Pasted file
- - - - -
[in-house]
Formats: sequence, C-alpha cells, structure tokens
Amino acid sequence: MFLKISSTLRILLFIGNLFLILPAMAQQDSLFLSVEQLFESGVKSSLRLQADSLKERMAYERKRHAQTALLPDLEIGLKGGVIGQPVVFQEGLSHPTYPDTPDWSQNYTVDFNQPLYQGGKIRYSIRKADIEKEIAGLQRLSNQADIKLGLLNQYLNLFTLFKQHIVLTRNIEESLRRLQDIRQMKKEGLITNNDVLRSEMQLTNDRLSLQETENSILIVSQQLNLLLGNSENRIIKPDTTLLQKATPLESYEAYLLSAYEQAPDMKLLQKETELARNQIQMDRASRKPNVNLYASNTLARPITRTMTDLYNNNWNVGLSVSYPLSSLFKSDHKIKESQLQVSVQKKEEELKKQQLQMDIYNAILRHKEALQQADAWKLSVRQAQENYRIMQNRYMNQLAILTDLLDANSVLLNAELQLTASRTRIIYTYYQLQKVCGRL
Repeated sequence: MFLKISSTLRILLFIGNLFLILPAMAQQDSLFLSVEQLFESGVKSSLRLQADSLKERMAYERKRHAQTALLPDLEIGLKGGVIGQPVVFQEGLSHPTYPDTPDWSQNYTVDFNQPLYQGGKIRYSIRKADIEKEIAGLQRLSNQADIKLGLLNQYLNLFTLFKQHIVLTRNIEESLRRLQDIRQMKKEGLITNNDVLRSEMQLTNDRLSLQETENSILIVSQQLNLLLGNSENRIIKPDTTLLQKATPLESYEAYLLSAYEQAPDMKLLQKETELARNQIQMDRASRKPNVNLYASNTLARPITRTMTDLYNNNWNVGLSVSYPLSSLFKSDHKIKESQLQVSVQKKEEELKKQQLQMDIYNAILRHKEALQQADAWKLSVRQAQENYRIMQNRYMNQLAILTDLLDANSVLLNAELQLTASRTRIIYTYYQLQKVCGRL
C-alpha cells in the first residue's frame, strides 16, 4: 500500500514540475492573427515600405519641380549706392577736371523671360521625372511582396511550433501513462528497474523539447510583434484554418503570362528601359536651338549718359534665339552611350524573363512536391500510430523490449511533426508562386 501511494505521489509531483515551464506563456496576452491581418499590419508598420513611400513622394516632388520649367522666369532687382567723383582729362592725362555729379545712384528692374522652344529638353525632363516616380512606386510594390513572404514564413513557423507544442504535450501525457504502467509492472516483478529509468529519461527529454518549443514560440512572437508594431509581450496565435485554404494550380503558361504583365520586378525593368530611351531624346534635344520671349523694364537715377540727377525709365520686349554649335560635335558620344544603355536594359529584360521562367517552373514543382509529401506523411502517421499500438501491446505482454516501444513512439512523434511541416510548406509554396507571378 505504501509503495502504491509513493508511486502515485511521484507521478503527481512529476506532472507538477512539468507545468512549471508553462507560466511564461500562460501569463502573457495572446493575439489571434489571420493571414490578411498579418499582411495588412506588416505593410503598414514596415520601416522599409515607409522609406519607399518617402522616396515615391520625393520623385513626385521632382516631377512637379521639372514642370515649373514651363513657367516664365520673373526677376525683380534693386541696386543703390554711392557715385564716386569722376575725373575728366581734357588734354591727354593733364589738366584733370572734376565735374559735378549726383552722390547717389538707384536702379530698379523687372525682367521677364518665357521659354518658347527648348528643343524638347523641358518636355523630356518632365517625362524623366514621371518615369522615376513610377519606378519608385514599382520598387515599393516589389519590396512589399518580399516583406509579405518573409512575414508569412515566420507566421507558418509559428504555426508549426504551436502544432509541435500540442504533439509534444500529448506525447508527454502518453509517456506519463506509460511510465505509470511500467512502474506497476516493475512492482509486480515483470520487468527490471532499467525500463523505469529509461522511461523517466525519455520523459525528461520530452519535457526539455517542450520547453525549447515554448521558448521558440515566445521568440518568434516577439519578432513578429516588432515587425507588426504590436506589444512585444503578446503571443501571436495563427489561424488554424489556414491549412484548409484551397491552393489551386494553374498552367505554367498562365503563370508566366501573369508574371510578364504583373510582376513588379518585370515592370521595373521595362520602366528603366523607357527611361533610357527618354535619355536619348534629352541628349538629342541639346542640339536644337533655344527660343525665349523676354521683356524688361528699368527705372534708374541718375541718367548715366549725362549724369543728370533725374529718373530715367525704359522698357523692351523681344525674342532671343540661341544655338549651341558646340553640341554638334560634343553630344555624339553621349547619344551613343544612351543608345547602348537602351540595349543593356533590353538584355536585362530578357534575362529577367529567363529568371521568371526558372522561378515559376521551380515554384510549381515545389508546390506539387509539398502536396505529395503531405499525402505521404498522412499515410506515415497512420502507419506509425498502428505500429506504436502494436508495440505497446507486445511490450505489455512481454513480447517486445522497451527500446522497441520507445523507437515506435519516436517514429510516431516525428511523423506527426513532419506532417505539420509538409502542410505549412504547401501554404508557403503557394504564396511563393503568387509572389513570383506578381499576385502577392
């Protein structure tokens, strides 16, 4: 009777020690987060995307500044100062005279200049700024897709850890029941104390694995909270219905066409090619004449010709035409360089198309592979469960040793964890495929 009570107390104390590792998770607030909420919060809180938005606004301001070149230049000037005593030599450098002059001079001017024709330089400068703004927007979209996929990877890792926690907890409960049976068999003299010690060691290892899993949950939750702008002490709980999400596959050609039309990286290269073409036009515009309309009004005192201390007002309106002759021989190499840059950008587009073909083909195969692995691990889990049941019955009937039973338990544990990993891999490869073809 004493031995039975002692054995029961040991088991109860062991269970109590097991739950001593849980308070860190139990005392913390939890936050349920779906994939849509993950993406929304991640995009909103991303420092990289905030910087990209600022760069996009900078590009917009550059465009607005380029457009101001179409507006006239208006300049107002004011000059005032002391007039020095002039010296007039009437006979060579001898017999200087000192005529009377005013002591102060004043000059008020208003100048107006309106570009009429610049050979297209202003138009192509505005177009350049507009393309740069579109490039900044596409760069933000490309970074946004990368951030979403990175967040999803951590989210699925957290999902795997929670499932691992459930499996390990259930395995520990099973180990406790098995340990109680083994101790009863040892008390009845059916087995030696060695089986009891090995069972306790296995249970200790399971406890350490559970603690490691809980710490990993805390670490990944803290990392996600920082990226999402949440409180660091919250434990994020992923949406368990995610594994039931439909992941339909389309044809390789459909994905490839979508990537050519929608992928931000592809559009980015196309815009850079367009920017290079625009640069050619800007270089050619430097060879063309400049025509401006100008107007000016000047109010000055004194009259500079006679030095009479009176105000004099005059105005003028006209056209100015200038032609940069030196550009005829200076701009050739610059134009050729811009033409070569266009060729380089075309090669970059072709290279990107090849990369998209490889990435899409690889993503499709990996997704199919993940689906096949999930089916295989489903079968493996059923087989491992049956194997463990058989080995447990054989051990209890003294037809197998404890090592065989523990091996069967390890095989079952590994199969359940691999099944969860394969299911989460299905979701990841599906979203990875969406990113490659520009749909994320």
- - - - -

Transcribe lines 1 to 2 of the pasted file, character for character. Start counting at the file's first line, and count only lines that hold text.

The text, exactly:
[in-house]
Formats: sequence, C-alpha cells, structure tokens